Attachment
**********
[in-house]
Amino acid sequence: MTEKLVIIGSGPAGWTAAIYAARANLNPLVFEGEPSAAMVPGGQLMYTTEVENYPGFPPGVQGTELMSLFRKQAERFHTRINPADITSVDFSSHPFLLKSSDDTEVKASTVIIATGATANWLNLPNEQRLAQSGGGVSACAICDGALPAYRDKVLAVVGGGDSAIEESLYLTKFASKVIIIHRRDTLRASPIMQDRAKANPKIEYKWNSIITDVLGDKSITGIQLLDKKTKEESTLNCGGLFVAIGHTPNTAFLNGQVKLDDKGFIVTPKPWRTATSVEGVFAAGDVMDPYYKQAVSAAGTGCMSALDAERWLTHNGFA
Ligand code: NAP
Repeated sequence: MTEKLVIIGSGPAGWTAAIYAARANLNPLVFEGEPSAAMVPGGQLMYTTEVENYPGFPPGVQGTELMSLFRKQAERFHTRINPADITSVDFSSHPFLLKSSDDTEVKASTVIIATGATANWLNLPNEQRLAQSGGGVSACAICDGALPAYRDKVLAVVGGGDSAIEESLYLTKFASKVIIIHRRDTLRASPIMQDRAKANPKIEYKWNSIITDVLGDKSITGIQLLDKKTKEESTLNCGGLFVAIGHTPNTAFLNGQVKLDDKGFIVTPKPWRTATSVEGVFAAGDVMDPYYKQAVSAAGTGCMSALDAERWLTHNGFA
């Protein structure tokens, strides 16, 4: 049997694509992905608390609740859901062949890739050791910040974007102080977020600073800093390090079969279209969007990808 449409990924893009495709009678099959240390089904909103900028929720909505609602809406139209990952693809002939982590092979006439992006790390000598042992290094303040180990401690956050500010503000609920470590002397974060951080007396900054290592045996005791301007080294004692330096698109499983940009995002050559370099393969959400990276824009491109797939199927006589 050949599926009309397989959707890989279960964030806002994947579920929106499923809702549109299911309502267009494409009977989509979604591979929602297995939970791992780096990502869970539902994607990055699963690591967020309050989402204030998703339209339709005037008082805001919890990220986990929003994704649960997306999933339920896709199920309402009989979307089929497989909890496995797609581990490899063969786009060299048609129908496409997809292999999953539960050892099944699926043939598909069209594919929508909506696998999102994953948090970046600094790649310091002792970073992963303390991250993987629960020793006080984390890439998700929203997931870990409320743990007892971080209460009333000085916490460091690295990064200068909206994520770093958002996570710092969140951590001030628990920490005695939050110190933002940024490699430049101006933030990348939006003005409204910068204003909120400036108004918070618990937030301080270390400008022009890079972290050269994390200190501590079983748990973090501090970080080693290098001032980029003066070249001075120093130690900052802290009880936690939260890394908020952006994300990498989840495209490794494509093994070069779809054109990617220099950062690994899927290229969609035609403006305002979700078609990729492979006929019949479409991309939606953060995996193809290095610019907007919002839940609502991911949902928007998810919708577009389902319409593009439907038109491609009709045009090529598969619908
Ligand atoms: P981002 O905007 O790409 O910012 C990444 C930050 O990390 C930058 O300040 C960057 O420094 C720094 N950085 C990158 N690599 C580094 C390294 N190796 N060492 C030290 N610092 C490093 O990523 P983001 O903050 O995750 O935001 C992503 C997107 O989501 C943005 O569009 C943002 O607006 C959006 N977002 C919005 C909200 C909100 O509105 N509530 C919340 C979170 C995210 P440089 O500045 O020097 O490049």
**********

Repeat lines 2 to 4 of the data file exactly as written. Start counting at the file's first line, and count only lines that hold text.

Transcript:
Amino acid sequence: MTEKLVIIGSGPAGWTAAIYAARANLNPLVFEGEPSAAMVPGGQLMYTTEVENYPGFPPGVQGTELMSLFRKQAERFHTRINPADITSVDFSSHPFLLKSSDDTEVKASTVIIATGATANWLNLPNEQRLAQSGGGVSACAICDGALPAYRDKVLAVVGGGDSAIEESLYLTKFASKVIIIHRRDTLRASPIMQDRAKANPKIEYKWNSIITDVLGDKSITGIQLLDKKTKEESTLNCGGLFVAIGHTPNTAFLNGQVKLDDKGFIVTPKPWRTATSVEGVFAAGDVMDPYYKQAVSAAGTGCMSALDAERWLTHNGFA
Ligand code: NAP
Repeated sequence: MTEKLVIIGSGPAGWTAAIYAARANLNPLVFEGEPSAAMVPGGQLMYTTEVENYPGFPPGVQGTELMSLFRKQAERFHTRINPADITSVDFSSHPFLLKSSDDTEVKASTVIIATGATANWLNLPNEQRLAQSGGGVSACAICDGALPAYRDKVLAVVGGGDSAIEESLYLTKFASKVIIIHRRDTLRASPIMQDRAKANPKIEYKWNSIITDVLGDKSITGIQLLDKKTKEESTLNCGGLFVAIGHTPNTAFLNGQVKLDDKGFIVTPKPWRTATSVEGVFAAGDVMDPYYKQAVSAAGTGCMSALDAERWLTHNGFA